While the win has seen tens of thousands of Richmond supporters nationwide explode into bursts of delirium, it will now remain to be seen whether they can carry the momentum into the preliminary final on Saturday September 23.
By virtue of its win over the Giants on Thursday night, the Adelaide Crows will host the other preliminary final, and as the highest-ranked winner from week one, will do so on Friday, September 22.
It was a case of no Sloane, no worries, as the Crows set up their victory with a dominant first half, during which they also lost Brodie Smith to a long-term knee injury which will keep him sidelined for up to 12 months.
It will be just the second time the club has hosted a preliminary final, and this is where their finals mentality will be contested, regardless of who, out of the Geelong Cats and Sydney Swans, they face.
The semi-final between the Cats and Swans is a rematch of last year’s preliminary final, which the Swans dominated from start to finish to win by 37 points.
Once again John Longmire’s men will start favourites to progress to the preliminary final following its dominant 65-point win over Essendon in the elimination final at the SCG.
The decision by the club to back out of its ANZ Stadium contract 12 months early has paid dividends, with the match attracting an SCG ground record crowd of 46,323.
They were on hand to see some more magic from Lance ‘Buddy’ Franklin, who kicked four goals, all in the second quarter, before being rested in the final term with his thigh on ice.
Now, the Swans will have every reason to be confident that it can again knock the Cats out of premiership contention, especially with Chris Scott’s men coming off a dismal performance against Richmond.
It was a forgettable 200th AFL game for Patrick Dangerfield, with his side now very likely to crash out of September in straight sets for the second time in four years, also taking into account its recent poor record against the Swans.
If the Swans do progress to the preliminary final against the Crows, it will pit together the two form teams of the competition by a country mile, the Crows having been either first or second on the ladder throughout the regular season and the Swans having won 15 of their past 17 matches since Round 6.
This includes their most recent meeting in Round 22, when the Swans came from nine points down to win a close one by just three points at the Adelaide Oval on a Friday night.
They had absolutely no right to win that match; just as Callum Mills thought he would be pinged for holding the ball after being tackled by Eddie Betts, he was instead the beneficiary of a fifty-metre penalty after the umpire ruled he had not played on (despite the vision suggesting otherwise).
If Betts had received the free kick, chances are he would have kicked the goal to put the Crows 15 points up and the finals fixture would be completely different to what it is now.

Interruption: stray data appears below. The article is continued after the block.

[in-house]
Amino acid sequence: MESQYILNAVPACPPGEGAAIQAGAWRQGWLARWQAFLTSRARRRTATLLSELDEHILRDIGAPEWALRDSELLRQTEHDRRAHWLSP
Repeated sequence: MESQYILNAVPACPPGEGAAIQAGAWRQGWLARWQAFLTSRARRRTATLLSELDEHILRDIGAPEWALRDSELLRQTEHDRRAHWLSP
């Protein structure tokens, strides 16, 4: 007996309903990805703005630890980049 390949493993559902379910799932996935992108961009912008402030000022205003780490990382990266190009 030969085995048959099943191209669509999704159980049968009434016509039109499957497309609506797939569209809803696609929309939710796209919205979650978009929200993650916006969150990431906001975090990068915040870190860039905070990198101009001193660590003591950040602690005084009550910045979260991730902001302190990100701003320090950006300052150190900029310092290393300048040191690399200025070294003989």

The Swans have also won eight of their past 11 clashes against the Crows, so the red and white faithful will have every reason to be confident that it can progress to its fourth grand final in six years.
But first thing’s first – the Swans need to overcome the Cats at the MCG on Friday night before they can plan any further.
For the Bombers, the defeat has not only ended their so-called “comeback story”, but it also means they now have the longest finals winning drought of any club (bar Gold Coast), having not won a final since it defeated Melbourne by five points in the first elimination final at the MCG in 2004.
In fact, today marks exactly thirteen years since their finals drought started with a ten-point loss to the Geelong Cats in a semi-final at the MCG.
It was also a sad end for former captain Jobe Watson, whose last few years was clouded by the supplements saga which saw him stripped of the Brownlow Medal he won in 2012.
Another club veteran, Brent Stanton, has also officially bowed out despite having not played since the club’s Round 11 loss to the GWS Giants.
Their retirements leave Heath Hocking, who played just two games this season, as the only remaining player from the Kevin Sheedy coaching days.
The defeat is also proof that the Bombers still have a long way to go if they are to achieve the ultimate success in the years to come.
Still, reaching the finals 12 months after claiming the wooden spoon is still a massive achievement in itself and coach John Worsfold should be commended for the way he has transformed the club over the past two years.
And so, the race for the 2017 AFL premiership is now down to six clubs, with the Adelaide Crows and Richmond set to enjoy this weekend off while they wait to see who they will face in their respective preliminary finals.
Friday, September 15
 Geelong Cats versus  Sydney Swans, MCG, 7:50pm
Winner plays the Adelaide Crows at the Adelaide Oval on Friday, September 22, 7:50pm.
Saturday, September 16
 GWS Giants versus  West Coast Eagles, Spotless Stadium, 7:25pm
Winner plays Richmond at the MCG on Saturday, September 23, time TBC.